The Pennsylvania Supreme Court finds municipal share assessment unconstitutional. The Court held that the municipal share assessment, imposed on slot machine revenue, is a non-uniform progressive rate structure that violates the Uniformity Clause of Pennsylvania’s Constitution. This decision suggests that the Court may also find that Pennsylvania’s corporate net income tax NOL cap presents a uniformity violation when it considers the pending appeal in Nextel.
Yesterday, in a 4-2 decision, the Pennsylvania Supreme Court issued a decision in Mount Airy #1, LLC v. Department of Revenue holding that the so-called “municipal local share assessment”―a portion of the tax on slot machine “gross terminal revenue”―violates the Uniformity Clause of the Pennsylvania Constitution, and severed the unconstitutional provision from Pennsylvania’s Gaming Act.1 This puts the Court in prime position to decide whether Pennsylvania’s corporate net income tax NOL cap similarly violates the Uniformity Clause. The lead NOL cap case, Nextel Communications of the Mid-Atlantic, Inc. v. Commonwealth, is still pending before the Court. Reed Smith is representing the taxpayer in that case (see our November 23, 2015 Alert for more about the lower court’s NOL cap decision).
The Mount Airy case involved the county and municipal share assessments imposed by Pennsylvania on slot machine licensees located outside the City of Philadelphia.2 The municipal share assessment for those casinos is the greater of $10 million or 2% of gross terminal revenue (“GTR”) from the licensees’ slot machines.3 As the Court noted, this revenue-based classification “essentially created a variable-rate tax, fashioning one rate for non-Philadelphia casinos with GTR below $500 million, and another for non-Philadelphia casinos with GTR greater than $500 million.”
The Court found this revenue-based classification impermissible because it results in “grossly unequal local share assessments upon similarly situated slot machine licensees.” As such, the Court found this “non-uniform,” progressive rate structure unconstitutional.
With respect to the remedy, the majority held that the local share assessment provisions (both county and municipal) could be severed from the Gaming Act and granted declaratory relief. The Court did, however, stay its decision for 120 days due to the impact on counties and municipalities, whose budgets include anticipated revenue from these slot machine assessments. The 120 days is intended to give the legislature “an opportunity to evaluate potential remedial measures.”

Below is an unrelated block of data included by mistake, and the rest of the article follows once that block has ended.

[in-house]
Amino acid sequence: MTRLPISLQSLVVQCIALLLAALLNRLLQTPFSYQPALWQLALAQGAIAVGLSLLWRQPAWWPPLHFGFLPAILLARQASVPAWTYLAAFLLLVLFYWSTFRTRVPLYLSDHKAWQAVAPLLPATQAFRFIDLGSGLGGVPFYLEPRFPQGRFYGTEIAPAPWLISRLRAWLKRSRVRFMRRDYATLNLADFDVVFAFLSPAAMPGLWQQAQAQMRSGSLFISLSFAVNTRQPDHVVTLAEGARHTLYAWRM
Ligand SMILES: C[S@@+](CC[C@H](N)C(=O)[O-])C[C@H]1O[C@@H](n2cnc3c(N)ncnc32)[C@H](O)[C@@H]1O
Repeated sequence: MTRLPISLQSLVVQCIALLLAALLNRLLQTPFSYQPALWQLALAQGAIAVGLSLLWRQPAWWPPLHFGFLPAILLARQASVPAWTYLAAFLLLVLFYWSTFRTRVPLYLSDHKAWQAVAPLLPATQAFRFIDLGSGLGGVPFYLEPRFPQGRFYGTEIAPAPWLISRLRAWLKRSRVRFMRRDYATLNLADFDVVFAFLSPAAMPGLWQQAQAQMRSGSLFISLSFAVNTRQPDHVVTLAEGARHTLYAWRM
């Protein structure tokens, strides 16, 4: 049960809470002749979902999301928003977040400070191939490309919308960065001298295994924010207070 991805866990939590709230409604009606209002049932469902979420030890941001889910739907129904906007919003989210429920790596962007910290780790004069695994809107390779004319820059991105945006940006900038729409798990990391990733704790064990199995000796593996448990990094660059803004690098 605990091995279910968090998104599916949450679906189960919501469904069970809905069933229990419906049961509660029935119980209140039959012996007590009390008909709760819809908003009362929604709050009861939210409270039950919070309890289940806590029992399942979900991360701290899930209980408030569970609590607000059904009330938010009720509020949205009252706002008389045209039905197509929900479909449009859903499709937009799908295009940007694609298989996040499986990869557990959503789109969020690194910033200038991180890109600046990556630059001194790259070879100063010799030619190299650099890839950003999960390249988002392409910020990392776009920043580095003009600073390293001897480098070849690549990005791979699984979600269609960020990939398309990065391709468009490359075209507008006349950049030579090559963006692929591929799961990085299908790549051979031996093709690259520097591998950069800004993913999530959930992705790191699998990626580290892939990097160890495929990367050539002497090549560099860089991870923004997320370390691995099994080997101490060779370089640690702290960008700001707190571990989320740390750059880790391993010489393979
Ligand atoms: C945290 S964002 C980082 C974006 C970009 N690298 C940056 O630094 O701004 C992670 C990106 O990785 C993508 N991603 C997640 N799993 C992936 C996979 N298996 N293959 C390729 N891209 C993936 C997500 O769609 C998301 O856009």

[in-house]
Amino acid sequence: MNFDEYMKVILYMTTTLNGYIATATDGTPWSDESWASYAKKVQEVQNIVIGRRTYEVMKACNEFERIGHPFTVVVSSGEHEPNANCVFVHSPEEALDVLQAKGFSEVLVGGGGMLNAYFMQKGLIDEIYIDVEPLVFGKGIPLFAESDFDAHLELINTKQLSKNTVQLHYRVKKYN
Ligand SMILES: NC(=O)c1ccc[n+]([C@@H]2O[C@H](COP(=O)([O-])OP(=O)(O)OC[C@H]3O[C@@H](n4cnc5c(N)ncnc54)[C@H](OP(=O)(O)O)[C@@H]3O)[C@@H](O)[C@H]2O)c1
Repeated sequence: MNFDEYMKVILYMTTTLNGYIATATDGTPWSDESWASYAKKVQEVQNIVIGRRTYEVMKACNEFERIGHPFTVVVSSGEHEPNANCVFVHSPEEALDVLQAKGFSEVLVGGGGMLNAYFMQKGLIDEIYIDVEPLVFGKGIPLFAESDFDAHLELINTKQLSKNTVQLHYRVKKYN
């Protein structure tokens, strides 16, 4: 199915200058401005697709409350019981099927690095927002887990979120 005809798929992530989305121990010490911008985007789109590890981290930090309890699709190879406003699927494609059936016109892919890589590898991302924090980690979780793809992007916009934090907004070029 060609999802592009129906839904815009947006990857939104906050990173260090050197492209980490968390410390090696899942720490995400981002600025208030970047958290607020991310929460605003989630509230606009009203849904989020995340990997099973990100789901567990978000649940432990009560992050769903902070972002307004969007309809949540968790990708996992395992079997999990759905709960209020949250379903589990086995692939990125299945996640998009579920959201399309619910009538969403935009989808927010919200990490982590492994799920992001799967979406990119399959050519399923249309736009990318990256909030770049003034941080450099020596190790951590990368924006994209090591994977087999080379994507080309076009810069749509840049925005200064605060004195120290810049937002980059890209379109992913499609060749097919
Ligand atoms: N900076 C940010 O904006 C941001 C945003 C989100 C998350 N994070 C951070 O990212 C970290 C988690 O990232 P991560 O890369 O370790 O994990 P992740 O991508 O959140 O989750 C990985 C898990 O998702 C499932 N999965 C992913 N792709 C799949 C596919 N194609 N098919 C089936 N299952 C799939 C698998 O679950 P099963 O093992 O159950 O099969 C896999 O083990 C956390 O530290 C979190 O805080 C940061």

The Court’s decision in Mount Airy is consistent with Nextel’s claim that the cap on the deductibility of NOLs in the corporate net income tax statute violates the Uniformity Clause of the Pennsylvania Constitution. Like the $10 million threshold in Mount Airy, the $3 million NOL cap classifies taxpayers based on the amount of their income, which the Mount Airy Court determined was impermissible. The Nextel case is pending before the Court and argument may be scheduled this coming winter or spring.
If you paid corporate net income tax because your NOL deduction was limited by the cap, you should consider filing protective refund claims pending the outcome of Nextel. Our view (and the view of the Commonwealth Court) is that the 2012 tax year is likely still open for a refund claim because the deadline is the third-anniversary of when the 2012 return was filed on extension. There is also ongoing litigation on this issue, and Reed Smith is also representing the taxpayer in that case, Mission Funding Alpha v. Commonwealth.4 The Commonwealth Court ruled in favor of the taxpayer in that case, and the state has appealed to the Pennsylvania Supreme Court. The state’s position is that the deadline is three years from the original due date, April 15. Regardless, it is important to emphasize that, even under the lower court’s decision in Mission Funding, the deadline to file a claim for 2012 could be coming up in the next few weeks.
With respect to refund claims on the NOL issue, it is important to point out a procedural difference between those refund claims and the Mount Airy case. The Court in Mount Airy did not grant the taxpayer’s request for monetary damages. In a footnote, the Court noted that a violation of the Pennsylvania Constitution does not provide a direct right to damages. It is important to note that the taxpayer in Mount Airy did not pursue its claim through the statutory process for seeking a tax refund. If the taxpayer had been seeking a refund pursuant to a timely filed claim under the statutory refund process, it seems unlikely that the Court would have denied the taxpayer a refund for the payment of the unconstitutional local share assessment. Thus, the Court’s denial of monetary damages in Mount Airy should not preclude the granting of corporate net income tax refunds to Nextel and other taxpayers that have filed timely refund claims on the NOL cap issue.